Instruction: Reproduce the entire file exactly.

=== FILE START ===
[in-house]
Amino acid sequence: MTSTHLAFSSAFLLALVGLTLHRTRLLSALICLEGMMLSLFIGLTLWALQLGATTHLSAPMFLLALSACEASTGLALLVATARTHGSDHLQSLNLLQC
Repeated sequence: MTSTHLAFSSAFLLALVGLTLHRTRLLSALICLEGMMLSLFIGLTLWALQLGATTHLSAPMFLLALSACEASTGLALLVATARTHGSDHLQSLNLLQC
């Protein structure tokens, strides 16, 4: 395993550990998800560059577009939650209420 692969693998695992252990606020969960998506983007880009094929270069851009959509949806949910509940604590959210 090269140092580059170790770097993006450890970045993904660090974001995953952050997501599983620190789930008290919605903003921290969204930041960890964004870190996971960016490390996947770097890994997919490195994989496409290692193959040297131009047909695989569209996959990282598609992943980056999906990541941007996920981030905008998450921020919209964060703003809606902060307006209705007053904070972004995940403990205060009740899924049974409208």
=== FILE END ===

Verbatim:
[in-house]
Amino acid sequence: MTSTHLAFSSAFLLALVGLTLHRTRLLSALICLEGMMLSLFIGLTLWALQLGATTHLSAPMFLLALSACEASTGLALLVATARTHGSDHLQSLNLLQC
Repeated sequence: MTSTHLAFSSAFLLALVGLTLHRTRLLSALICLEGMMLSLFIGLTLWALQLGATTHLSAPMFLLALSACEASTGLALLVATARTHGSDHLQSLNLLQC
């Protein structure tokens, strides 16, 4: 395993550990998800560059577009939650209420 692969693998695992252990606020969960998506983007880009094929270069851009959509949806949910509940604590959210 090269140092580059170790770097993006450890970045993904660090974001995953952050997501599983620190789930008290919605903003921290969204930041960890964004870190996971960016490390996947770097890994997919490195994989496409290692193959040297131009047909695989569209996959990282598609992943980056999906990541941007996920981030905008998450921020919209964060703003809606902060307006209705007053904070972004995940403990205060009740899924049974409208």